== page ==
Rick Perry's tax plan attacked by ... Phyllis Schlafly?
Now Perry's tax plan is getting panned from a very unlikely source: the religious right. As you can imagine, it's not because his plan, like Cain's, is primarily just an avenue to provide massive tax cuts to the rich. Nor is it because his plan is layered onto the existing tax code in some strange attempt to pretend nothing is changing and everything is changing at the same time. No, this complaint is a bit odder, and comes from America's original Church Lady:
But Phyllis Schlafly, the religious-right icon who, like Perry, was featured at this year’s Values Voter Summit in Washington, says Perry’s plan fails on another measure: protection of marriage.
In an op-ed at Creators.com, the Eagle Forum founder tears into Perry’s flat-tax proposal which, she says, “would eliminate all tax advantages for married couples where one spouse is the primary breadwinner.”
Schlafly bristles at the possibility that, if Perry has his way, husbands and wives wouldn’t be allowed to file jointly, ending the deductions and other tax benefits married couples enjoy today. “Does Rick Perry want to undermine traditional marriage?” she asks, going on to dismiss his campaign’s message:Perry’s spokesman told the Wall Street Journal, “We were very careful to construct this in a way that protects the middle class.” No. Giving that size deduction to unmarried parents, defined as “individuals and their dependents,” means rewarding bad behavior and is, by definition, outside the middle class. Regardless of income, you can’t be middle class without respecting middle-class values, the most important of which is marriage.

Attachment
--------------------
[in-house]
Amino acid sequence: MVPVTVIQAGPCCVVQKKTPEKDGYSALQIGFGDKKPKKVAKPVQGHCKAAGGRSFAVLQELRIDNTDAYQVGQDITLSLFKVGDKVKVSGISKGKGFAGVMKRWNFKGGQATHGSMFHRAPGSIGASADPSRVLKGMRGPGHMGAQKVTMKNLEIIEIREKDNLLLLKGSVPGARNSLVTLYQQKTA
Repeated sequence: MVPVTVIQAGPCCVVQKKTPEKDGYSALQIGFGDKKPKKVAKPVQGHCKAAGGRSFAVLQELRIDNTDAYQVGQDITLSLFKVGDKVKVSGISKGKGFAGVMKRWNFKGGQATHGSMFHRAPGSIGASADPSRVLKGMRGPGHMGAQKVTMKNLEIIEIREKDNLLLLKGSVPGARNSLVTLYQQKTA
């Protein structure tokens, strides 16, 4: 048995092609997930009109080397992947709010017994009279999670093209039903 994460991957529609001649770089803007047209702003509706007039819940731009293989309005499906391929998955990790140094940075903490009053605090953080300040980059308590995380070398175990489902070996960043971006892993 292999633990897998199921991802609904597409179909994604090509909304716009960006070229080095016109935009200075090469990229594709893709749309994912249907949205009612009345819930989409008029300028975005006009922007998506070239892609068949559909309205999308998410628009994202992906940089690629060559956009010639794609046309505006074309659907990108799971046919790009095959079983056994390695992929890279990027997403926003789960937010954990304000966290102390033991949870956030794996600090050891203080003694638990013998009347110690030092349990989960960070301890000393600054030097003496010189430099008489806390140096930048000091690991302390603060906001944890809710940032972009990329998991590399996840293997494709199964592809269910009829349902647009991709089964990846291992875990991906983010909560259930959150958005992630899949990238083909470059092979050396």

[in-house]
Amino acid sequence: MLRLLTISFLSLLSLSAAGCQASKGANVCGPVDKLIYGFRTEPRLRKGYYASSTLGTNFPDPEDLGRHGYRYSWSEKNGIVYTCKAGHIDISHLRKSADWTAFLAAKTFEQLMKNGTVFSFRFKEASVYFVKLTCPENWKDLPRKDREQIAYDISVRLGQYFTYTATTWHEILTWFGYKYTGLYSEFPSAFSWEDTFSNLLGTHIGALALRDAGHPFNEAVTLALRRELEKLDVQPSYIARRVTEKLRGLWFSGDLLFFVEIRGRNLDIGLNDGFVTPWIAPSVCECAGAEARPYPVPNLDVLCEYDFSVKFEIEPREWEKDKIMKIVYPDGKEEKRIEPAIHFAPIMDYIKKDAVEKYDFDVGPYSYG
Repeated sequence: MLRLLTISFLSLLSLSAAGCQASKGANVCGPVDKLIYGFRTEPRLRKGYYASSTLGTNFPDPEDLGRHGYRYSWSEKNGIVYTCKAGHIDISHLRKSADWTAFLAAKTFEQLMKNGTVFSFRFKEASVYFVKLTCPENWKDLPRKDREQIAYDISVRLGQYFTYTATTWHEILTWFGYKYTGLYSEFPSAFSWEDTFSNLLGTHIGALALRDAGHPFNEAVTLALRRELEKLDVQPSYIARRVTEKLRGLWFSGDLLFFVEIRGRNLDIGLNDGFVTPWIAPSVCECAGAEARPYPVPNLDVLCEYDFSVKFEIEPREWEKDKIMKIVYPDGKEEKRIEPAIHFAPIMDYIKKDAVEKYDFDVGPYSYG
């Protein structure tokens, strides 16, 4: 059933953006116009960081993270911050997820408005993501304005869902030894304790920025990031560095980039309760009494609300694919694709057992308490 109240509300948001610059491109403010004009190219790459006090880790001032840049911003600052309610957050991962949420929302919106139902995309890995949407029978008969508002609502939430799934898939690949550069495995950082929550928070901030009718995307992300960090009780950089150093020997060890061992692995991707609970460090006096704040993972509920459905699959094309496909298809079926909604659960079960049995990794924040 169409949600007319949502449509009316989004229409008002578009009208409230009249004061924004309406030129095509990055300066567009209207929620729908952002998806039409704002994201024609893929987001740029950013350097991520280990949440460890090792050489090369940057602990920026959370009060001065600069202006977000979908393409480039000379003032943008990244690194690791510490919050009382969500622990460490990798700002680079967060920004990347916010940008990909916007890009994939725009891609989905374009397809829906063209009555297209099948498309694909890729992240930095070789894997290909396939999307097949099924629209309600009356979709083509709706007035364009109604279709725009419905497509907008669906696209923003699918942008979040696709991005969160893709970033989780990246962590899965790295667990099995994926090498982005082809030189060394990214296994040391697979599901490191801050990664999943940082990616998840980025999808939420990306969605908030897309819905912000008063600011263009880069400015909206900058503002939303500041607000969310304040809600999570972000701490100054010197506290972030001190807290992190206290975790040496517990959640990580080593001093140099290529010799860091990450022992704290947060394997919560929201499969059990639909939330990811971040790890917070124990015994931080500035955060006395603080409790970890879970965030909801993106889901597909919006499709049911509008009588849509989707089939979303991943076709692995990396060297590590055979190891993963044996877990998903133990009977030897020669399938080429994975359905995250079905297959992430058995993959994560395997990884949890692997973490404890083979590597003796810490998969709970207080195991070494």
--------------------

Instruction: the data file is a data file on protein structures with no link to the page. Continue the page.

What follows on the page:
All righty then. So the problem is that it doesn't provide sufficient tax breaks for married couples. Worse still, it might insufficiently punish single parents for being single! It's anti-family! Evil! Satan!
Schlafly goes on to express alarm that homosexuals might also benefit from his plan, says that the "baby boom" was caused by serendipitous federal tax rates on joint filers, and is peeved that the Perry plan provides corporate tax breaks for overseas operations instead of the Cain and Santorum plans, which she says do a better job of cutting taxes here.
Aside from the obvious hilarity of Perry continuing to be hit by fellow conservatives for being insufficiently radical or for having radical views that will inconveniently oppose their own radical views, I suppose there are two things worth pointing out here. First, that "family values" sure encompasses a lot, including being an expert on corporate tax plans. And second, even arch-conservatives are very, very eager to use the tax code to promote "social engineering" and the like, even though the movement also claims that using the tax code to encourage or discourage particular things (say, energy choices) is very, very bad, and/or socialism, and/or communism, and/or ... I have no idea at this point. Take your pick.